Friday, August 24, 2012

NASA Bedrest Studies: Then And Now

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Very special thanks to longtime supporter and reader, Joe Neigut, for bringing my attention to some great new videos on YouTube! I admit, I don't often "surf" that particular site unless I have a video to upload – and even then, I'm more likely to get stuck on Monty Python skits for hours ;)

Many moons ago, I featured some articles on space agency bedrest studies: one paid $100 per week in 1968; another in the same era recruited prison inmate volunteers, and both were considered early milestones in the attempt to understand effects of extended weightlessness on the human body.


Life Sciences at the Manned Spacecraft Center in 1973

This short clip shows bedrest and tilt tests, as part of a broader view into the physiological sciences that accompanied the post-Apollo and Skylab era of the space age. The entire program is available on another channel, and you can click here for Part 1 (13 minutes long) and click here for Part 2 (14 minutes long).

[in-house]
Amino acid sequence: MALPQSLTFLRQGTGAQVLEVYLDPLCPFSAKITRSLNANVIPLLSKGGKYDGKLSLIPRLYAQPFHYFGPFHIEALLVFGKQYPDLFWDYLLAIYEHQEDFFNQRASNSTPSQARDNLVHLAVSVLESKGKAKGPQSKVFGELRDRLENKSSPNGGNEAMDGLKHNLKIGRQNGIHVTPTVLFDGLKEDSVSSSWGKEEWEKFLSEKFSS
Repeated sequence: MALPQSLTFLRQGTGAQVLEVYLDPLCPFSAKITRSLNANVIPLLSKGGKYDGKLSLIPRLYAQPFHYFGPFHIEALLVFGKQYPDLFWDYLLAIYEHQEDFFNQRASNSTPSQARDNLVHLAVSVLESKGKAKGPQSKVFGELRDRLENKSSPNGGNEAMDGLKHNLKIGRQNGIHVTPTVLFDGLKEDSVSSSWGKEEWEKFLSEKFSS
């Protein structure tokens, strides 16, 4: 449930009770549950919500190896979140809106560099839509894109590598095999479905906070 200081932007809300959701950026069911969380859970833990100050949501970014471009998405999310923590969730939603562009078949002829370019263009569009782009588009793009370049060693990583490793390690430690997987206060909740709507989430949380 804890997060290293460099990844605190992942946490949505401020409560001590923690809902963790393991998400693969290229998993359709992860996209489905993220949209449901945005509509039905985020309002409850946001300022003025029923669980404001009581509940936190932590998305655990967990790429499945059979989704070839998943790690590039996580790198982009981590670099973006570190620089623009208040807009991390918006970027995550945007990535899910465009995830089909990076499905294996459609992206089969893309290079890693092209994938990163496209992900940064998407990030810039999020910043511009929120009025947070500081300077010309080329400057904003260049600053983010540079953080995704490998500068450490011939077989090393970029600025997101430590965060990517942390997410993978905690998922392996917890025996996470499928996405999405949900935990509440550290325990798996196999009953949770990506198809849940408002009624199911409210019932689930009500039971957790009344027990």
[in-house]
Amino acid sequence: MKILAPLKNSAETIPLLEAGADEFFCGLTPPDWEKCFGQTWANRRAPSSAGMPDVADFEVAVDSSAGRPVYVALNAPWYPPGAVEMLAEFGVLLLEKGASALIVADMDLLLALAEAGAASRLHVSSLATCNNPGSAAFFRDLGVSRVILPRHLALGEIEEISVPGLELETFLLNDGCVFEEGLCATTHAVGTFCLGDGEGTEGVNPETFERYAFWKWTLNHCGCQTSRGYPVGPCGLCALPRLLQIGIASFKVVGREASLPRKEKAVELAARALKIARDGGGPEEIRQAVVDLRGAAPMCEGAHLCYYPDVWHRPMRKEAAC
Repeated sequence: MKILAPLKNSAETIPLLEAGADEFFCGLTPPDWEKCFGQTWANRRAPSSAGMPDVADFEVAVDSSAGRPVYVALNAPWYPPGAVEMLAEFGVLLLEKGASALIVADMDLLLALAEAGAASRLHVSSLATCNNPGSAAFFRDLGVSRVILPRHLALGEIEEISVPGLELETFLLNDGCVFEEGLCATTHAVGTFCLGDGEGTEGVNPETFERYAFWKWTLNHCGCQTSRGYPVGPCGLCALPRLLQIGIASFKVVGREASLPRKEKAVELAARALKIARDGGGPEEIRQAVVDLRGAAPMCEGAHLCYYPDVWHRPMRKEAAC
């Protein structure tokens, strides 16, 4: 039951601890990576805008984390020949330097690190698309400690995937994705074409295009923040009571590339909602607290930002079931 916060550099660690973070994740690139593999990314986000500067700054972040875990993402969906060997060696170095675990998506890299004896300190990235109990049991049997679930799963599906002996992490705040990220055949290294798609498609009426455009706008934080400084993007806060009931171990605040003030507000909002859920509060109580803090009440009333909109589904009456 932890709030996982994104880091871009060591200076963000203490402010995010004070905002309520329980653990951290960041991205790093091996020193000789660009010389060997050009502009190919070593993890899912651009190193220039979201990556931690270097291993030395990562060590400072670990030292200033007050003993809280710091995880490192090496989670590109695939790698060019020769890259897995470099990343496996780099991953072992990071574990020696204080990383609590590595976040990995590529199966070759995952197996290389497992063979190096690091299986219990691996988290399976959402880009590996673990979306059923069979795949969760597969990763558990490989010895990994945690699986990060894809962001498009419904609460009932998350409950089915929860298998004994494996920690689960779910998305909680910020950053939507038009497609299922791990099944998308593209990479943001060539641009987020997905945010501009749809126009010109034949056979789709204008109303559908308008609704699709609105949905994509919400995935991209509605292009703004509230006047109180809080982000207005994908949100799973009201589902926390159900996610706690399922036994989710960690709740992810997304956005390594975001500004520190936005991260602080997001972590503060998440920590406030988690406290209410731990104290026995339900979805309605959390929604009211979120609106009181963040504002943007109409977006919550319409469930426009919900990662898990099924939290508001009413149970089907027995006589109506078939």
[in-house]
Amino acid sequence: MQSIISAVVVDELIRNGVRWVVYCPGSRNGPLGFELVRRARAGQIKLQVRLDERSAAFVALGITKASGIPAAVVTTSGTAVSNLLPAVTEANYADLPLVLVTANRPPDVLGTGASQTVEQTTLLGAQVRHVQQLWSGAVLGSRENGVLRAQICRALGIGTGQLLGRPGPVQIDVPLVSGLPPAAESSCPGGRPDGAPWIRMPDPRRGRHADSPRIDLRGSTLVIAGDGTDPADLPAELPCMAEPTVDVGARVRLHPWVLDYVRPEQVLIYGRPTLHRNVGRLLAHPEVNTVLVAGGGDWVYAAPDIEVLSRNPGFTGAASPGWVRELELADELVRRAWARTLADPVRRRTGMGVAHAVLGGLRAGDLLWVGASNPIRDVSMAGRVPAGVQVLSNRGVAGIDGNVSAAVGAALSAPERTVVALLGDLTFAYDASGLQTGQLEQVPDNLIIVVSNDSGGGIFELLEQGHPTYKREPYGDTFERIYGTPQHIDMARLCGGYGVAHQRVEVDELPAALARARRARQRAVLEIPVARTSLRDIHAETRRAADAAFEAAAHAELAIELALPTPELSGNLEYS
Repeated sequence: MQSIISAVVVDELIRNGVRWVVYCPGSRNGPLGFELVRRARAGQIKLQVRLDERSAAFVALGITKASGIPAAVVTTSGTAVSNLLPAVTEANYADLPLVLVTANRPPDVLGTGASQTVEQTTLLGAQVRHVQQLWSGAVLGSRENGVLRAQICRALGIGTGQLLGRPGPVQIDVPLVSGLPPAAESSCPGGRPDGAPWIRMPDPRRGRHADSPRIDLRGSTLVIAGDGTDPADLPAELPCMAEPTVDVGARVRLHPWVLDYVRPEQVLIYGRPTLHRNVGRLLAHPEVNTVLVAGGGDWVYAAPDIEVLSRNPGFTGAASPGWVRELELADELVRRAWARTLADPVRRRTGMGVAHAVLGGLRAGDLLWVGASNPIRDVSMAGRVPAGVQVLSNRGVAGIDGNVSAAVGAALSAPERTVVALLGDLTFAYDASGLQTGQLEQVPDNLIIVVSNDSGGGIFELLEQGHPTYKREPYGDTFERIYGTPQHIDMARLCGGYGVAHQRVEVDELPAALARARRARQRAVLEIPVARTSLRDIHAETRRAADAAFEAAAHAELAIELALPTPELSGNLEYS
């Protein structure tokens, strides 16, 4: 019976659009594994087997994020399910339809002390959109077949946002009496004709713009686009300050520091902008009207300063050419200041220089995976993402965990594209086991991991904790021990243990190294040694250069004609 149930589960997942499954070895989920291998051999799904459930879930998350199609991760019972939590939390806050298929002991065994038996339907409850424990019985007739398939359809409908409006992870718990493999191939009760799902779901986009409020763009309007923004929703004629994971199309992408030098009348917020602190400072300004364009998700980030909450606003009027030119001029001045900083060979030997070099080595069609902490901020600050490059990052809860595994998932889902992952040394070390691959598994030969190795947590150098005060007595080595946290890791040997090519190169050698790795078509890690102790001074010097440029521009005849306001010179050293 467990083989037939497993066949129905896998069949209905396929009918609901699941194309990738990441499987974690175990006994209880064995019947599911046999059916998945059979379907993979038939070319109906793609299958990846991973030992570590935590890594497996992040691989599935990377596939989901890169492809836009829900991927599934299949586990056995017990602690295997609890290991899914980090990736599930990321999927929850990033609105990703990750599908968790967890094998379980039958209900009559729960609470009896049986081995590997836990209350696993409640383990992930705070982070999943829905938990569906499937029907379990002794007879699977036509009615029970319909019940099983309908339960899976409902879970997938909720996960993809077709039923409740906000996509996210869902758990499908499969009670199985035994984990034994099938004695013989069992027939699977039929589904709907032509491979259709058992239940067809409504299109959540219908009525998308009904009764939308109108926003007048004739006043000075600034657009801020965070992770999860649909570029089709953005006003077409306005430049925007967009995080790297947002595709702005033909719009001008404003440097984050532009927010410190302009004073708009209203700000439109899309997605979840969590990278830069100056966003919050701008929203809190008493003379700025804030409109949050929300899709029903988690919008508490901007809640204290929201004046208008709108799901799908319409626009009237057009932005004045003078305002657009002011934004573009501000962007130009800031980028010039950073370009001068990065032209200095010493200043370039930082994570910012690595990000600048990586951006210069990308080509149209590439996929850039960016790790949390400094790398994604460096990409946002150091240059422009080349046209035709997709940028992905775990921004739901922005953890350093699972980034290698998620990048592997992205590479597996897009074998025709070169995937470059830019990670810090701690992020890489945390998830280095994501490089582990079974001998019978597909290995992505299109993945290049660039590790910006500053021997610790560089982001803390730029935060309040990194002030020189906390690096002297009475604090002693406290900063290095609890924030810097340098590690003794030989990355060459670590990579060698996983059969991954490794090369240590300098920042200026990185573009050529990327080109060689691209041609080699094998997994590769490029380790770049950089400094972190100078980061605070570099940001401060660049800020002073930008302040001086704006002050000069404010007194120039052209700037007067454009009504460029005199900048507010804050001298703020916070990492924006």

Current studies pay more than ten times the money now, at $1075 per week, and there are definitely no more prison volunteers allowed by NASA's modern ethics committees. Screening, of course, is also more rigorous, and psychological testing is also included. It takes a physically hardy and mentally sturdy person to withstand this particular sort of friendly quarantine, even if it looks like just "lying around".


Clip of modern NASA bedrest studies in 2011

Interestingly, even after 45 years worth of these studies, while the details have been altered in various ways via comparison control groups, the overall drill is the same: micro-gravity simulation to examine changes in bone production, muscle tissue, blood flow and plasma volume.

It's amazing to see how these studies have evolved over the years as we've tried to achieve greater accuracy and learned more about the body while trying different counter-measures.

We've come a long way!

1 comment:

Vlad Atavin said...

Hello there!!

I've just completed the first phase of a 3-step bedrest experiment conducted by the ESA (European Space Agency) in Toulouse,France.
There are 12 volunteers and we've stayed in bed at - 6° during 21 days + 2 weeks of hospitalisation (7 days before and 7 days after the bedrest).

Here's my blog:

http://astronautesurloreiller.blogspot.fr/

I'd be happy to share this experience with you so feel free to come by and to ask any questions!
I wrote in French but I can communicate in English or Russian...

Have a great day!
Vlad